Sunday, October 22, 2006

Diwali walli* goes Nepali

Festivus maximus
Kathmandu and Lalitpur, Nepal


*Wallah: someone who is particularly expert at or specializes in a certain activity or profession. Walli: feminine of Wallah.


Everything happens at once, all the time, here. We're now in the middle of yet another cluster of festival days. This one is Diwali, aka Tihar, the Hindu festival of lights and Lakshmi, goddess of wealth and abundance. Some things are closed, some are open for business, many look deceptively open yet are operating on skeleton crew.

Naturally, all government offices are closed. In fact, I think they were literally closed more days than they were open this month.

Bunches of dressed-up, beaming people roam the streets, butter-lamps are lit at in doorways at dusk, children make the rounds singing and drumming deusi-bailo (a sort of Newari trick-or-treating from door to door) in the evenings. Every home and shop has a rangoli (sort of mandala-design invitation to the goddess, painted with cow dung, coloured powder, lamps and flower petals) at the front door - a painted pathway to guide Lakshmi as she enters to bless the residence. Everywhere you can hear the sounds of ringing puja bells, and Newari panchbhaje bands go from door to door playing their distinctive, reedy ceremonial music. A few months ago I wrote about the snake holiday (Naag Panchami). I can really hear the snake spirit in the sounds of the long, narrow Newari horns.

New Newaris
Today I am rushing to get some prints made for Pramochan, one of the (the many) Newari masked dancers I photographed this past Dasain season. On Dasain day, I received tikka and jamara (red powder on the forehead and sprigs of barley behind the ear) from Pramochan's father. Tikka and jamara are a sort of blessing given from elders to juniors on Dasain day. So, Pramochan's familiy (all five of whom live in a traditional Nepali wooden house, which looks like a hayloft with a five-foot ceiling) have invited me to Mha Puja. (Yet another puja!)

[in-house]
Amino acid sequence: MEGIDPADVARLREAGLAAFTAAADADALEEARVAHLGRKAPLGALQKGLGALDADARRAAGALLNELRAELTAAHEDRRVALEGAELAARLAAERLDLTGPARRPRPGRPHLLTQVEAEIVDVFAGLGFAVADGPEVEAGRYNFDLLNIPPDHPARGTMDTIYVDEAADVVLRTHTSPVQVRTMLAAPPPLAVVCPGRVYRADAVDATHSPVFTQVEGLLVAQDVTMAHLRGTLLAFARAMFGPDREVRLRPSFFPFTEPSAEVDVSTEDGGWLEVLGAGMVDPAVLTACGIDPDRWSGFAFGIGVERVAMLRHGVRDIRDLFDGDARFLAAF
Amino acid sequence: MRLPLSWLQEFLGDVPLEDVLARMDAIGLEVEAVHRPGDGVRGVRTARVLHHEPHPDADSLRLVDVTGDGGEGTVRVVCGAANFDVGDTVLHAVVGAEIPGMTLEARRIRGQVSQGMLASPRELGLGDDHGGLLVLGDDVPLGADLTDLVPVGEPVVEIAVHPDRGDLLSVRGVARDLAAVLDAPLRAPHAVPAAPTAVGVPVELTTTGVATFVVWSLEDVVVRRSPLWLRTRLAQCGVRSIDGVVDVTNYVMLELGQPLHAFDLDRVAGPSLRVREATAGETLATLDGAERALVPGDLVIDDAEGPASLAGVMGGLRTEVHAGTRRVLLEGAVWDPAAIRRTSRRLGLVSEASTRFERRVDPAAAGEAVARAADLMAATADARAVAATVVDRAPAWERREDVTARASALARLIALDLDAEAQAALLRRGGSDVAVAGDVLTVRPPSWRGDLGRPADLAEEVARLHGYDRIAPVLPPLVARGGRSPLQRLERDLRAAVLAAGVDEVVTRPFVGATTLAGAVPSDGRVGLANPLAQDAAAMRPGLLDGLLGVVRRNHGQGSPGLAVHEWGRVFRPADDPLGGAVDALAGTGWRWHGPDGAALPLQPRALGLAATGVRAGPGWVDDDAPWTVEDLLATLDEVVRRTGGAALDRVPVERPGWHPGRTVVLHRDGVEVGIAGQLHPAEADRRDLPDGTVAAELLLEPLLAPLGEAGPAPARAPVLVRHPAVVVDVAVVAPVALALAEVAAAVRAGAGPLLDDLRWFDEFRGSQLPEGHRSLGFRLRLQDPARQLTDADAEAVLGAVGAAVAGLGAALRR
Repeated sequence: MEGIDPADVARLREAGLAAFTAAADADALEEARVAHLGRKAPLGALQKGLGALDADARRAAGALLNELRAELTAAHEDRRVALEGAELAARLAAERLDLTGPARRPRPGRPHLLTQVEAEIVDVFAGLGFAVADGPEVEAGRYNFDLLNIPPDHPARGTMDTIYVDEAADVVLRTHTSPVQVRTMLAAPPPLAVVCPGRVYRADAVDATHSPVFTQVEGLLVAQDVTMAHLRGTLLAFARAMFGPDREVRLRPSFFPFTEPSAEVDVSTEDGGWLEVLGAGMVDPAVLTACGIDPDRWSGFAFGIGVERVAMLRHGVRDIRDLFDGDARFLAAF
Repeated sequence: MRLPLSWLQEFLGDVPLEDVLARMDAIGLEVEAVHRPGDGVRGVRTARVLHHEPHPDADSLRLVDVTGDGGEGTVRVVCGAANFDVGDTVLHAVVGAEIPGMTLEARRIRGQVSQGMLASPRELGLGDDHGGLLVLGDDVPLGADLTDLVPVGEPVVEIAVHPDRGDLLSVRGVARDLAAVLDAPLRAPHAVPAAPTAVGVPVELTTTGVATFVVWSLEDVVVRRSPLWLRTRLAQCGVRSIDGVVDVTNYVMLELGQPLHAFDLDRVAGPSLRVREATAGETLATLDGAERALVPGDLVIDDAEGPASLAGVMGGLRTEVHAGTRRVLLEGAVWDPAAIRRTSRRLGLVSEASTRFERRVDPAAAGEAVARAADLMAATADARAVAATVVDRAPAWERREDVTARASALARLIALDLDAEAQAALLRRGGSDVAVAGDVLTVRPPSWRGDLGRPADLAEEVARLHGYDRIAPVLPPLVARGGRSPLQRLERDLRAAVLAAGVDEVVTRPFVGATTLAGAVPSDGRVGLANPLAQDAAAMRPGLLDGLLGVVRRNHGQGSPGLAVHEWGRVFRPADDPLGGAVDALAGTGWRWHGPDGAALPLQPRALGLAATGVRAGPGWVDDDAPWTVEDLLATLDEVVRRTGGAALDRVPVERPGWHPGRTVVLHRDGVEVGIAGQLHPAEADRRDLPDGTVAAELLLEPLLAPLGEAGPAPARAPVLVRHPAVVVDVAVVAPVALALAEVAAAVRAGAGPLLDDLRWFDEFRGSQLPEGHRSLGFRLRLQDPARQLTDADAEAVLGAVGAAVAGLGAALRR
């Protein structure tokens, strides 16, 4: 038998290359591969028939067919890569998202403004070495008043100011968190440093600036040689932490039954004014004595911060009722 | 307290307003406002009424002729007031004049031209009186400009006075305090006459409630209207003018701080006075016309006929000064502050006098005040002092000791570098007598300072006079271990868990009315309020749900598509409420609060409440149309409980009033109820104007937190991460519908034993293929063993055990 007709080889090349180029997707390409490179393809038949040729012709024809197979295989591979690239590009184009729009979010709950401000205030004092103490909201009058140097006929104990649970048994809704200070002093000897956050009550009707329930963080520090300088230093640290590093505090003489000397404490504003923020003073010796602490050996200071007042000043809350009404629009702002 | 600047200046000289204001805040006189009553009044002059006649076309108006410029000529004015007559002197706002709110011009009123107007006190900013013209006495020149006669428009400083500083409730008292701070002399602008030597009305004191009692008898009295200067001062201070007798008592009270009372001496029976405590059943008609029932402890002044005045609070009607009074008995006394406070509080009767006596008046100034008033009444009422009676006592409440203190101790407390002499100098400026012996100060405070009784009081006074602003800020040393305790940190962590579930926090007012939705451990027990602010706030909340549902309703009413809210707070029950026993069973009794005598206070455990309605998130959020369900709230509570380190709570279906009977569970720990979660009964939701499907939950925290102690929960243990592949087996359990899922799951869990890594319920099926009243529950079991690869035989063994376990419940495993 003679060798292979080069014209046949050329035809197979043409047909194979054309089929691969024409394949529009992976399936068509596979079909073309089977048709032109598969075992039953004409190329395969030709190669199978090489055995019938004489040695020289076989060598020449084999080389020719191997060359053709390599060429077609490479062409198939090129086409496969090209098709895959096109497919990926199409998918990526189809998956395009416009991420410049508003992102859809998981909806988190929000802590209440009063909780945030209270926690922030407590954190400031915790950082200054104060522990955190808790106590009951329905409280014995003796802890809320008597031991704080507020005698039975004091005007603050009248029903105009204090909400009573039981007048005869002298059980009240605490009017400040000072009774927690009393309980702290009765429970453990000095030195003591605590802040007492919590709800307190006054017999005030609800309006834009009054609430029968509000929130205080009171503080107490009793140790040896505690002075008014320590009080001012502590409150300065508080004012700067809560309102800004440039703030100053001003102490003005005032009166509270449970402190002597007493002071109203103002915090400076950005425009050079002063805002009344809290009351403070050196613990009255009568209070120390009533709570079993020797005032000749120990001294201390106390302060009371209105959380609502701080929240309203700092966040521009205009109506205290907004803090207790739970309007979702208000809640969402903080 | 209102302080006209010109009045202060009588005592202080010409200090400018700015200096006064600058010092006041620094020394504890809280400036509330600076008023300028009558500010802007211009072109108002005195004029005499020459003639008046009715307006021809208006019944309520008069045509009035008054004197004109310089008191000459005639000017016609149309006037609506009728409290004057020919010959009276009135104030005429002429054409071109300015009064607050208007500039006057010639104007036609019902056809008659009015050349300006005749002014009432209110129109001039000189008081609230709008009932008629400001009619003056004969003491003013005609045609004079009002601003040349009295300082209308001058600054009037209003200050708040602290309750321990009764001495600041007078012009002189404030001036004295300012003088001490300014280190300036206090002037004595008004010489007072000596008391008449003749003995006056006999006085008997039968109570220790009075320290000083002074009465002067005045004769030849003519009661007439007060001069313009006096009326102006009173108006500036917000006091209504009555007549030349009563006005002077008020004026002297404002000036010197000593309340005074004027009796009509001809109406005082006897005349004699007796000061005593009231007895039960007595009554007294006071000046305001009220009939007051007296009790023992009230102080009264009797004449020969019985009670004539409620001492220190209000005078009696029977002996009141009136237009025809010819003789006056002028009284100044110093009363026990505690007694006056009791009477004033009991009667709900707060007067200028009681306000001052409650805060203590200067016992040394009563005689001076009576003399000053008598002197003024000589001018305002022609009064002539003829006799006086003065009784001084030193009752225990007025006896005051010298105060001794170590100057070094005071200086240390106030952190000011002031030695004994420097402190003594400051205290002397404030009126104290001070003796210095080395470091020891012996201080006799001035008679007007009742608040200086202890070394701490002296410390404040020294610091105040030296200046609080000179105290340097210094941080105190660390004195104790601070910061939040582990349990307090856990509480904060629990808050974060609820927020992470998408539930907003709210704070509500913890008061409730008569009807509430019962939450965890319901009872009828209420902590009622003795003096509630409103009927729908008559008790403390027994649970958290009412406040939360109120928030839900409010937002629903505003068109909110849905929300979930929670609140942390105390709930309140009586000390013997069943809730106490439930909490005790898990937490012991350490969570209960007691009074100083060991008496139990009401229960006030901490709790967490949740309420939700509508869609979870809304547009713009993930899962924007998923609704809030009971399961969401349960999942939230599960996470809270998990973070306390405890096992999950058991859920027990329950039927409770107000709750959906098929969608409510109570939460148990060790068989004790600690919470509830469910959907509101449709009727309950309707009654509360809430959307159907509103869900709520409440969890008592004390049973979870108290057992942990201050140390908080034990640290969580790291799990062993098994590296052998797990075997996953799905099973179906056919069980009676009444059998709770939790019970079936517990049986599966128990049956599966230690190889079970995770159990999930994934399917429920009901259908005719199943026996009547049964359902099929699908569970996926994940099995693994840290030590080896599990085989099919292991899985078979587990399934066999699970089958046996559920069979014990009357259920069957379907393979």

I love the tradition of jamara, which is (as far as I know) unique to Nepal. On the first day of Dasain, the lady of the house plants seeds of barley, rice or corn, in a bed of sand, in a special niche inside the home. The seeds are then covered and allowed to sprout secretly in warmth and darkness. It's during these nine days that the goddess Durga is symbolically fighting evil. On the tenth day, Vijaya Dashami, the jamara is uncovered and revealed to have grown into long, bright green grassy stalks. The stalks are then ritually harvested and bestowed upon juniors by the family elders.

Everyone walks around town with an enormous red dot (made of red kumkum powder, rice and yogurt) on their foreheads and chartreuse sprigs sprouting from their hair like feathers (see photo below). Nepalis absolutely love tikka and jamara ("sooooo beauty-full") and seemed very proud to be seen with me, once I was properly marked.

Today's festivity, Mha Puja, is done only by the Newari community on the occasion of Newari New Year (it's now 1126). This ceremony honours and blesses the individual's body for the coming year. Fortunately I have a Newari and Nepali interpreter and hope to find out more about it. I am bringing the prints as a present for the family. (Others might get away with bringing a box of sweets, but as a foreigner with a digital camera, I am honour-bound to provide free prints to the family. I think it's a tradeoff for the stigma they might otherwise receive of associating with a foreigner.)